In the following we test the accuracy of the magnetic OMP method and the COG method for the more relevant case when the Stokes V profiles are contaminated with noise. For that reason we have added an increasing amount of white noise to the 15,000 Stokes V profiles. Since the Stokes V profiles generated from the random surface distribution are of different magnitudes, we define a relative noise level η that is given by the relative variance of the Stokes V profile and that of the noise according to (51)where σ(S) and σ(N) are the standard deviations of the Stokes V profile and the noise contribution, respectively. Figure 10 shows how the relative error increases with higher noise levels. It is interesting how rapidly the accuracy of the COG method deteriorates (upper curve) compared to the relative robustness of the magnetic OMP method (lower curve). Already for a noise level of η_{rel} = 0.3, the accuracy of the COG method is significantly affected, whereas the OMP method still provides good accuracy with errors of less than 10%. Even for a noise level of unity, the OMP method has an error of just 18% where the COG method with an error of almost 50% can no longer be considered a meaningful tool for quantifying the magnetic field. For the apparent longitudinal magnetic field, the OMP method shows a very robust performance as well. The error distribution over the relative noise level is illustrated in Fig. 11. The good performance and robustness of the magnetic OMP method compared to the COG method can be understood by considering the noisefree Stokes V profile in Fig. 11. Because the OMP algorithm gradually approximates the noisy profile with a linear combination of dictionary profile atoms, it calculates the effective and apparent longitudinal magnetic field for each of the selected profile atoms separately. The detection mechanisms of Sect. 3.3 prevent the algorithm from approximating insignificant profile features and thus largely avoids the quantification of the contributing noise. Figure 12 shows one of the sample profiles generated for a random surface distribution of the magnetic field. The noiseless profile is approximated well by the OMP method, and the estimated effective and apparent longitudinal magnetic field is approximated with –41.04 G and 59.88 G, respectively, which is very close to the true values of –40.11 G and 61.65 G. The noiseless profile is approximated by the maximum number of 40 iterations, which means that 40 dictionary profile atoms are used to approximate the example profile. However, already the first three profile atoms are able to approximate the profile to such a degree that 95% of the signal variance are described. In Fig. 13 the same profile can be seen with varying degrees of noise contributions overplotted again by the approximation from the OMP algorithm. Despite the increasing relative noise level, the OMP algorithm finds a good approximation to the original Stokes V profile. The iteration for a noise level of η_{rel} = 0.25 stops already at seven iterations (i.e., 7 profile atoms). For η_{rel} = 0.5, 0.75, and 1.0, the iteration is stopped at cycles 6, 4, and 3, respectively. At a relative noise level of unity only three signal atoms are used to approximate the Stokes V profile. However, as one can see from the noiseless case, these three signal atoms already capture the essential profile shape and amplitude of the original Stokes V signal. Since the magnetic OMP algorithm interprets and analyzes each signal atom separately, the good approximation directly translates to a good estimates of the underlying effective and apparent longitudinal magnetic field. In this particular case, the estimations for the effective (apparent) longitudinal field from the magnetic OMP algorithm is –42.54 G (64.27 G) for a noise level of 0.25, –44.26 G (65.71 G) for a noise level 0.5, –36.04 G (68.85 G) for a noise level 0.75, and –34.77 G (72.54 G) for noise level of 1.0.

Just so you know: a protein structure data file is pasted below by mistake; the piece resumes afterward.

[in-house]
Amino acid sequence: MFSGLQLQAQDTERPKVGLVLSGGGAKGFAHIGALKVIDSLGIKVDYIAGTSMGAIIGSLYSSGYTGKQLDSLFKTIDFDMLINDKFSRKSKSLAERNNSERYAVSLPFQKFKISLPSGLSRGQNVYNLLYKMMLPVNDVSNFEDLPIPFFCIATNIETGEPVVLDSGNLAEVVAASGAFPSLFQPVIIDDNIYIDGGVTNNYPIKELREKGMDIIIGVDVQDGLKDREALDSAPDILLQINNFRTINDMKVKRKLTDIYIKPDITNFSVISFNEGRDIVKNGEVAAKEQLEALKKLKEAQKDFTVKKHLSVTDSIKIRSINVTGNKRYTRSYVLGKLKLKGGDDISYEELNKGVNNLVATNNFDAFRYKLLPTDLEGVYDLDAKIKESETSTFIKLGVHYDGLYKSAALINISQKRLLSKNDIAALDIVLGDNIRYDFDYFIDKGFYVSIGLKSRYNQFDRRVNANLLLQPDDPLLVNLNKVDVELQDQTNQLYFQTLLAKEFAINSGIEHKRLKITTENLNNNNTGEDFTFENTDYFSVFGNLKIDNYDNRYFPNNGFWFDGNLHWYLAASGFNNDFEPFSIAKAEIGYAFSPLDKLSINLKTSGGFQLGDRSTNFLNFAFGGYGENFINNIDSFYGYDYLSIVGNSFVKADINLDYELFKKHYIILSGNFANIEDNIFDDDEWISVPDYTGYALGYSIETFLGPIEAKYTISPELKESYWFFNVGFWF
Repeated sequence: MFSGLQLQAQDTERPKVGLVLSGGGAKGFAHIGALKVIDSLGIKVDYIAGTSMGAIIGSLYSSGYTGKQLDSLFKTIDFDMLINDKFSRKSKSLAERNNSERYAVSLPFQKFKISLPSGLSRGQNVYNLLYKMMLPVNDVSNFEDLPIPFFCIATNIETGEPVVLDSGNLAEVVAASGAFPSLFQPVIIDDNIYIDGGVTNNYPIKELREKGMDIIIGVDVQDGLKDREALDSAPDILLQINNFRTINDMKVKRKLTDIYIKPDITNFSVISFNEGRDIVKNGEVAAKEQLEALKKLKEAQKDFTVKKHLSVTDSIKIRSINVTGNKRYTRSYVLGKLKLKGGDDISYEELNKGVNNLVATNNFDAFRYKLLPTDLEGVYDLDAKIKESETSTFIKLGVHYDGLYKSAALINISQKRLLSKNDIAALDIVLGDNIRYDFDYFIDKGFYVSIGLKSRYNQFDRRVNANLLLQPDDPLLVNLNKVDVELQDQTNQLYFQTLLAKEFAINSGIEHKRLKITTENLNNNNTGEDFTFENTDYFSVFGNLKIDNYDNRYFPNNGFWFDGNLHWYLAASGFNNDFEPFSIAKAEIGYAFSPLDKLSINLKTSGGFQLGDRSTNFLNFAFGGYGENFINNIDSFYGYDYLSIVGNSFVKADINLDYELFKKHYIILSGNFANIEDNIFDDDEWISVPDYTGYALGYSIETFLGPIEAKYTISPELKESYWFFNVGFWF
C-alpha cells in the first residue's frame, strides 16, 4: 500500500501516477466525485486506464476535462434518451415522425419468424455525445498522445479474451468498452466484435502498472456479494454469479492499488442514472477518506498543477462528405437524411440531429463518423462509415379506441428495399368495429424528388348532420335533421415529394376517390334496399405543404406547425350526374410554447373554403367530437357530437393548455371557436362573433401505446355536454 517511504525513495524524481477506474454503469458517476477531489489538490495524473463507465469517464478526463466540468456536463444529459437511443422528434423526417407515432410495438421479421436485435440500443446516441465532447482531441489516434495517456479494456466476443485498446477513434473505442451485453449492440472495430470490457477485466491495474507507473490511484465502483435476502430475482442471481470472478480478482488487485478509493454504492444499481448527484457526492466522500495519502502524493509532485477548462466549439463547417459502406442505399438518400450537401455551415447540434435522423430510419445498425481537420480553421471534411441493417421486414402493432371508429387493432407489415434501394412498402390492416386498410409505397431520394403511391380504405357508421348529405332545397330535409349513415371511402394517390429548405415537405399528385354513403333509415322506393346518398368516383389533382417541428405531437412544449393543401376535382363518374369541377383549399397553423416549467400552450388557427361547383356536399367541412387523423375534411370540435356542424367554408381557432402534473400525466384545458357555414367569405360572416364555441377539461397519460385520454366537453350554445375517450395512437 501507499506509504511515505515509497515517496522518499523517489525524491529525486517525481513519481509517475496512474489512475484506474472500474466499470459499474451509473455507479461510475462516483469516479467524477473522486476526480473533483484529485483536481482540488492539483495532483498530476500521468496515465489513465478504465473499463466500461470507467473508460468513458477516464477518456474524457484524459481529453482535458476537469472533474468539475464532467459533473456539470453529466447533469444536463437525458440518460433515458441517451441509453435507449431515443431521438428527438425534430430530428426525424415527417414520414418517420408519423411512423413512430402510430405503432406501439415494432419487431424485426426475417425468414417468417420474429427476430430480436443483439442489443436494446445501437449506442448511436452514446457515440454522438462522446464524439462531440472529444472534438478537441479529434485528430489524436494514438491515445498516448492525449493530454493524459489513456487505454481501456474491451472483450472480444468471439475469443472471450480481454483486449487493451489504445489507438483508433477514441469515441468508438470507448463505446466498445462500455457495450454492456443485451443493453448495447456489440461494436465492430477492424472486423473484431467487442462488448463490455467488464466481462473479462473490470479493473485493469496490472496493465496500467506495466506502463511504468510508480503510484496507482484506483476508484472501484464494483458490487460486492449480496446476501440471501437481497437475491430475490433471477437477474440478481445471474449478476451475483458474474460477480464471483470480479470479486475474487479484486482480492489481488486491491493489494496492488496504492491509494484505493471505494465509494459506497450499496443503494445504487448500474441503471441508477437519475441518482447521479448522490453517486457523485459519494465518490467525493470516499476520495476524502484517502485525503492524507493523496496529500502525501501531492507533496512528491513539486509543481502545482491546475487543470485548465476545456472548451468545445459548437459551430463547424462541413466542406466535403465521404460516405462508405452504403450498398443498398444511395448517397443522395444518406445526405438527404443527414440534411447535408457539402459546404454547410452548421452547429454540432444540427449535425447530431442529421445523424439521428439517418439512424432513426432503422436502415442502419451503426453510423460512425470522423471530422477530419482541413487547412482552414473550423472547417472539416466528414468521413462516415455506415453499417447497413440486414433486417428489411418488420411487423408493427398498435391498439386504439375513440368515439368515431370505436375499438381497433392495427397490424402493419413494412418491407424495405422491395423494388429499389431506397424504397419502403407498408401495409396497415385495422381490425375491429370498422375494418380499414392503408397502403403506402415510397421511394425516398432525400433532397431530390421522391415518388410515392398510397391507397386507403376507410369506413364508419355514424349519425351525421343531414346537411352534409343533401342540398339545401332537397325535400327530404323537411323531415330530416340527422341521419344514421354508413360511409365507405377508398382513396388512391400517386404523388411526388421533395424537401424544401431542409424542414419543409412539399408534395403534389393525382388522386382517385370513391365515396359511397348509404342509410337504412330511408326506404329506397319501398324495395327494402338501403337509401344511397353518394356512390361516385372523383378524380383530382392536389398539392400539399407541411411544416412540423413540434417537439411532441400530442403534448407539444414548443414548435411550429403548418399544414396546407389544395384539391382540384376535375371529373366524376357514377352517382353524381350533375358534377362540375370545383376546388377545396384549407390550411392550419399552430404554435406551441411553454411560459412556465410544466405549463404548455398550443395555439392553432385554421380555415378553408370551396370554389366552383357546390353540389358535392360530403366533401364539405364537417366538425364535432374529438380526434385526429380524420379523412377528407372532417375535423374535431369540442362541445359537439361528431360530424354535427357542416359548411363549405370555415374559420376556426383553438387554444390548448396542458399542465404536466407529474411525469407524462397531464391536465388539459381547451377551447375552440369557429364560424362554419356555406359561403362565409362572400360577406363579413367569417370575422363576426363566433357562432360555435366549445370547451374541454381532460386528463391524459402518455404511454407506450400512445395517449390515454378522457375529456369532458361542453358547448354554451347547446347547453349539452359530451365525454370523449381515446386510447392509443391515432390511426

Fig. 12 A noiseless (noise level 0.0) example profile (solid line), and its OMP approximation (dashed line). 

Open with DEXTER 
Fig. 13 Magnetic OMP approximations (dashed lines) to a noisy Stokes V profile (solid lines) for different relative noise levels. Despite the increasing relative noise, the OMP approximation identifies the main characteristic and shape of the underlying noisefree profile. 

Open with DEXTER 
5.4. Absolute limits of the COG and OMP method
Until now we have analyzed the performance of the magnetic OMP and COG method by using relative noise levels. To shed more light on the absolute performance limits of the two methods, we take a closer look on the absolute values of the noise. Multiline reconstruction techniques like LSD (Donati et al. 1997) or SVD (Carroll et al. 2012) allow us to drastically lower the noise levels of spectropolarimetric observations. The thus increased signaltonoise (S/N) levels allows detecting faint signal profiles that were otherwise deeply buried in the noise.
A natural question that arises in the context of magnetic field estimation is how much of the residual noise is falsely interpreted as magnetic field and up to which limits we can reliably estimate a true underlying magnetic field. To address this problem, we could simply perform a firstorder perturbation to the COG method and apply standard error propagation to estimate the influence of the noise. However, for weak magnetic fields, the noise contribution relative to the true signal amplitude is in general not small anymore. We therefore simulate the process with a large and statistically significant number of synthetic profiles to determine the impact of typical absolute noise levels on the magnetic field estimation.